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Individual variation in migratory behavior in a sub-arctic partial migrant shorebird

Citation

Méndez Aragón, Verónica et al. (2020), Individual variation in migratory behavior in a sub-arctic partial migrant shorebird, Dryad, Dataset, https://doi.org/10.5061/dryad.000000010

Abstract

Migratory behavior can differ markedly amongst individuals within populations or species. Understanding the factors influencing this variation is key to understanding how current environmental changes might influence migratory propensity and the distribution and abundance of migratory species across their range. Here, we investigate variation in migratory behavior of the partially migratory Eurasian oystercatcher (Haematopus ostralegus) population breeding in Iceland. We use resightings of color-ringed adults and stable isotopes to determine whether individuals migrate or remain in Iceland during winter and test whether individual migratory strategies vary in relation to sex, body size and breeding location. We also explore individual consistency in migratory strategy and test whether assortative mating with respect to strategy occurs in this population. The proportion of migrants and residents varied greatly across breeding locations, but not with respect to sex or body size. Individuals were consistent in migratory strategy between years and there was no evidence of assortative mating by migratory strategy. We use these findings to explore factors underlying the evolution and maintenance of partial migration at high latitudes.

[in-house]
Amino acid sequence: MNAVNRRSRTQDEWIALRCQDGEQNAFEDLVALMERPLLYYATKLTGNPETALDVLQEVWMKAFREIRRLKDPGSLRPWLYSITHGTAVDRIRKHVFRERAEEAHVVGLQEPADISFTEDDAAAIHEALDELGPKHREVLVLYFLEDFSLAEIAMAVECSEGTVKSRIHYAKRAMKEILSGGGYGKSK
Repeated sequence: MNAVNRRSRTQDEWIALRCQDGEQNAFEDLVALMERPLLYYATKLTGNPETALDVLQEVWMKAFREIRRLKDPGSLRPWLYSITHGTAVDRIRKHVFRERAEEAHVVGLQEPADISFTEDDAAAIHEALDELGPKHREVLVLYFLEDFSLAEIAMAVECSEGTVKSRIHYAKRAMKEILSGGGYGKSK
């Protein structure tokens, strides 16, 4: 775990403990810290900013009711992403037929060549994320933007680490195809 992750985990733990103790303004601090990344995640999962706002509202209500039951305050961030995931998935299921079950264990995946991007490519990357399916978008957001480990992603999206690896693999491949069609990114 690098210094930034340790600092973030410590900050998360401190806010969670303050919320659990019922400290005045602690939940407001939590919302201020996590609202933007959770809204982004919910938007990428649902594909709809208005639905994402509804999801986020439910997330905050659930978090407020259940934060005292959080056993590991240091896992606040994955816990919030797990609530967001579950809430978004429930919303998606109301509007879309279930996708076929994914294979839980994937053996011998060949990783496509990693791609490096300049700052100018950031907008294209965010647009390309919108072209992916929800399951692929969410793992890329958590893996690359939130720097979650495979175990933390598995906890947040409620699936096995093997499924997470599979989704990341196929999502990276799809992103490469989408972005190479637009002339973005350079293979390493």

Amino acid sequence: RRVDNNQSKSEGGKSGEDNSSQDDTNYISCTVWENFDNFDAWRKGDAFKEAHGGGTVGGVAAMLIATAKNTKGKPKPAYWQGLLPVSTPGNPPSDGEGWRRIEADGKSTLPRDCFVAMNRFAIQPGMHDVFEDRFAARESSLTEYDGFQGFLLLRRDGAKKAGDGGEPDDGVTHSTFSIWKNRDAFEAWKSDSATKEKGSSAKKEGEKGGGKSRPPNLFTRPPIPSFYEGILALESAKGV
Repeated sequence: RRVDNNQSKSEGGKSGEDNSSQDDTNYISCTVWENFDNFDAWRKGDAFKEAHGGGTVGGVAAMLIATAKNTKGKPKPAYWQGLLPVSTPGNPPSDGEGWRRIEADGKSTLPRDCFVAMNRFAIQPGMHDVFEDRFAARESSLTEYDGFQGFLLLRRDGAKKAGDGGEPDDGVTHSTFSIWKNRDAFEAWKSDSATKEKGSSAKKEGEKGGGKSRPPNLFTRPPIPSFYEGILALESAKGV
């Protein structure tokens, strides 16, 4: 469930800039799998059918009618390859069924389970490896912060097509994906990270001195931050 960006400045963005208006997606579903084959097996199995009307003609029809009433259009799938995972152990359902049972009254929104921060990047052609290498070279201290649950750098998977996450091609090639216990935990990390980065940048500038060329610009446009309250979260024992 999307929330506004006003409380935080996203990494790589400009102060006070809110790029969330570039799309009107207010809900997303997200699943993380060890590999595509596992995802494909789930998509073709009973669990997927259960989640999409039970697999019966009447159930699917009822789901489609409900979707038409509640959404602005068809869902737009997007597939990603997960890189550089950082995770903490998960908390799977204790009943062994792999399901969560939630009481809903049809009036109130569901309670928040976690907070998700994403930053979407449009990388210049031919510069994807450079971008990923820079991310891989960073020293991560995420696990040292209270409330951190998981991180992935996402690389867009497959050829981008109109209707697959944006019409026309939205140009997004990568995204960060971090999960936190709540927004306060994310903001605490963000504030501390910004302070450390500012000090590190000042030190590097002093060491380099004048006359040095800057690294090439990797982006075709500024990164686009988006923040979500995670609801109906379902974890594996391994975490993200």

Methods

The study took place from the south to the north-west of Iceland during the summers 2013-2017 and was expanded to the north-east and east in 2017. Incubating oystercatchers were captured on the nest using a spring trap, and individually marked with unique color-ring combinations. For each individual we measured tarsus + middle toe length to the nearest millimeter and collected a sample of 4-5 chest feathers (grown on wintering sites during the pre-nuptial moult) for isotopic analysis. For a subset of birds, we also collected a sample of blood for molecular sex determination.

Molecular sex determination 

DNA was extracted from blood samples using a standard ammonium acetate technique (dx.doi.org/10.17504/protocols.io.knycvfw) and diluted to a working concentration of 10–50 ng/μL. The sex of individuals was then determined using the molecular methods set out in Fridolfsson & Ellegren (1999).

Stable isotope analysis

Prior to isotopic analysis, feathers were washed in a 2:1 chloroform/methanol solution, left to dry overnight in a fume cupboard and cut into small fragments. Each sample was then weighed (from 0.45 to 0.55 mg) with a microbalance, packed in tin capsules, and loaded into a combustion Costech elemental analyser coupled to a Thermo Scientific Delta XP continuous flow isotopic ratio mass spectrometer and a Conflo III interface. Carbon and nitrogen stable isotope ratios are reported as δvalues in parts per thousand(‰) deviations from the international standards Vienna Pee Dee Belemnite (V-PDB) for δ13C and AIR N2for δ15N. Replicate measurements of the internal laboratory standard (collagen) indicated measurement errors of 0.2‰ and 0.1‰ for δ13C and δ15N, respectively.

Funding

NERC, Award: NE/M012549/1

RANNIS, Award: 152470-052